Recently, once again, the issue of the conversion of Hagia Sophia into a mosque has been added to the Greek-Turkish disputes.
Some governments and perhaps some international organizations will react, at least, for appearances’sake.
What is troubling, though, is the attitude of the primates of the Orthodox Churches who, with the exception of Russia, which asked not to convert the temple into a mosque, because, among other things, Princess Olga was baptized in Hagia Sophia, have not yet reacted.
Ecclesiastical diplomacy in this case, as in other countries in the Balkans, has not worked. There is no common front with the Phanar so that all Orthodox can intervene in matters relating to the exercise of religious rights or the protection of monuments.
Even Athens (currently unresponsive) has not led a movement for the Hagia Sophia that could mobilize all the forces of the Orthodox community and beyond. Other doctrines could also get a say in this.
Despite the dynamics that could be developed, there is nothing specific. The Phanar and Moscow could not issue a joint statement due to Ukraine’s autocephaly, which also affects the Patriarchates of Serbia and Antioch that support Russia.
With the exception of Russia, which even uses the Church in foreign affairs, ecclesiastical diplomacy on the part of Greece has been exhausted in the expatriates and there has never been an effort, in an organized and serious manner, to make good use of the issues of Orthodox rights, the conservation and the protection of monuments, as well as the protection of religious freedom.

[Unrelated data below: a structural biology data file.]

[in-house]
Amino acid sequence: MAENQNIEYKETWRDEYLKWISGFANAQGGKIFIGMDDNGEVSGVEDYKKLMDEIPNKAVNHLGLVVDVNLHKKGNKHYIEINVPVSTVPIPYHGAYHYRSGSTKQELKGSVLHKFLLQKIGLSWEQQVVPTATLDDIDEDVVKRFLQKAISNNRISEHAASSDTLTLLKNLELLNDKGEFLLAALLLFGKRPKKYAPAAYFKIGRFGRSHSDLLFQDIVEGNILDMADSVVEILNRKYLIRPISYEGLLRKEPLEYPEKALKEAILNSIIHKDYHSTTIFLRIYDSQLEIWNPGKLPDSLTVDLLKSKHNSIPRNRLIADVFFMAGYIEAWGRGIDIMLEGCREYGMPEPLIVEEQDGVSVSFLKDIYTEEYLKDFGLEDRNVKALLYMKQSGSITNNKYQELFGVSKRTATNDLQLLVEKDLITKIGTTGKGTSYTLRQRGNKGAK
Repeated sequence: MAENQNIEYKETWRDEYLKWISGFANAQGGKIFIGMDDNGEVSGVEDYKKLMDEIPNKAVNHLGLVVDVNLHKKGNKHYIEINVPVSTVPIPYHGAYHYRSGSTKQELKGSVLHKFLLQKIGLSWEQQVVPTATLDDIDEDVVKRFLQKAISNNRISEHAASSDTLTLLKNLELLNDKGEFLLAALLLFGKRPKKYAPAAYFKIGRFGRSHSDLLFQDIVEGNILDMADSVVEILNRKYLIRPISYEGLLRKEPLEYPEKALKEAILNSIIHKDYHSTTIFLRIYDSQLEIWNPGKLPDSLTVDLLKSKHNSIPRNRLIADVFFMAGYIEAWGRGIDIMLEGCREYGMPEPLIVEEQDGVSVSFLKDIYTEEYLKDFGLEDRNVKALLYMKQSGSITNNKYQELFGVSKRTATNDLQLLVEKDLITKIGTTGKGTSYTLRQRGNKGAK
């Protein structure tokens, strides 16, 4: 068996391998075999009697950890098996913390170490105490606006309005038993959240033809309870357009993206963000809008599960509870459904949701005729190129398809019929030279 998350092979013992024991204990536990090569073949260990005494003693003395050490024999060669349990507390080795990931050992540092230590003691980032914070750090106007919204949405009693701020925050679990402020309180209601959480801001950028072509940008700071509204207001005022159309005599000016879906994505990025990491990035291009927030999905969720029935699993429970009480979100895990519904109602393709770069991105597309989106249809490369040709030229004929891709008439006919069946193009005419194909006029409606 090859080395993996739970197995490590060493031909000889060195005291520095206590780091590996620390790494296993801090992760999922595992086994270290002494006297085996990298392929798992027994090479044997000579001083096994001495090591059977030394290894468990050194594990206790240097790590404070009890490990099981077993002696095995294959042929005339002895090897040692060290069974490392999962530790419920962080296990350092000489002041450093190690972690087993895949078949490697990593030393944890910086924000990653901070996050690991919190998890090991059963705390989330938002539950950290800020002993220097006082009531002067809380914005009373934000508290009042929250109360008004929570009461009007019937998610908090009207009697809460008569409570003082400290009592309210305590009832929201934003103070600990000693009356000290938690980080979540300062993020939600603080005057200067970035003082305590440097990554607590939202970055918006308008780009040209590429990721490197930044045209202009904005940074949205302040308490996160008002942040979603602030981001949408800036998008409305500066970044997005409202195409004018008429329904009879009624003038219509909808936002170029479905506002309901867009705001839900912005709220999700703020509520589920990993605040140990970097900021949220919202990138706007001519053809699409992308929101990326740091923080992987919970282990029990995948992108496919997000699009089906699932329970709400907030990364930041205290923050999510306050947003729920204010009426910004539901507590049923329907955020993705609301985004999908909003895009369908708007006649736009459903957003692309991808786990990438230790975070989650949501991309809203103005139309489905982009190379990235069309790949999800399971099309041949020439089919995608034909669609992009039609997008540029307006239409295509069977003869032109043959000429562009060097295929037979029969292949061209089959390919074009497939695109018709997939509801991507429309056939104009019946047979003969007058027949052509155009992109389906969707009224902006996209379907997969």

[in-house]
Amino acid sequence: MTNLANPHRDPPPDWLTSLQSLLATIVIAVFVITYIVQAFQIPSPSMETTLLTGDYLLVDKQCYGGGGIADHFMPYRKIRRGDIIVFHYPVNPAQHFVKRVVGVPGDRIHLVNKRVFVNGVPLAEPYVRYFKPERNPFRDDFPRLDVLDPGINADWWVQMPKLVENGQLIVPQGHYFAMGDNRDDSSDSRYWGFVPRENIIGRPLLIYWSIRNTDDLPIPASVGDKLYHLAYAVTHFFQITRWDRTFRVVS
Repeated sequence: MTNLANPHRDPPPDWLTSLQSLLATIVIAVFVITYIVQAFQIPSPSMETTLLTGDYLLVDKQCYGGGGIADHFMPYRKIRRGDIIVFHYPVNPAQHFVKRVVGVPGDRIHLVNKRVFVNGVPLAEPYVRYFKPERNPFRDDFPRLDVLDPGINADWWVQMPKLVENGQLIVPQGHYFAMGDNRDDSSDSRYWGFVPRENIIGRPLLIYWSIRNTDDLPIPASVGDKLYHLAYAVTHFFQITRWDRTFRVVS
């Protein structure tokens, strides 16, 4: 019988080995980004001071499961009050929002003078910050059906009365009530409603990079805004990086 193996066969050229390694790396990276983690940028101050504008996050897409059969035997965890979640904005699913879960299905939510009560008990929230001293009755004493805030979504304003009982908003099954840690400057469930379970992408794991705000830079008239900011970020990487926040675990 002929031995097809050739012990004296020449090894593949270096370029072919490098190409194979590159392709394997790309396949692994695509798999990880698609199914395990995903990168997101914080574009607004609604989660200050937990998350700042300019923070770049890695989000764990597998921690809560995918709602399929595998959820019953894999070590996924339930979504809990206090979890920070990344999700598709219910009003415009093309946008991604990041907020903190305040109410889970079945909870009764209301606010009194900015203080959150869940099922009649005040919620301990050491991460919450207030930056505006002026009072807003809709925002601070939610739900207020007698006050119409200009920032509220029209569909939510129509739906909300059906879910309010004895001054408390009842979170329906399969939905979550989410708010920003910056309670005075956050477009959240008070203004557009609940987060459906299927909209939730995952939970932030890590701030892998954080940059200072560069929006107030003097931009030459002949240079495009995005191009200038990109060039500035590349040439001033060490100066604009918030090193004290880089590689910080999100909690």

Hundreds of temples are being destroyed in occupied Cyprus, as are others being destroyed in areas where there used to be an Orthodox element. Something similar is happening in the Balkans, where in countries such as Montenegro, North Macedonia and Albania, Orthodox clergy have been persecuted from time to time.
The issue of Hagia Sophia is one of those that the Ecumenical Patriarchate cannot address for the simple reason that it is based in Turkey. Therefore, the mobilization of all other Churches and international organizations is the only thing that remains to solve this problem, which is international and not bilateral.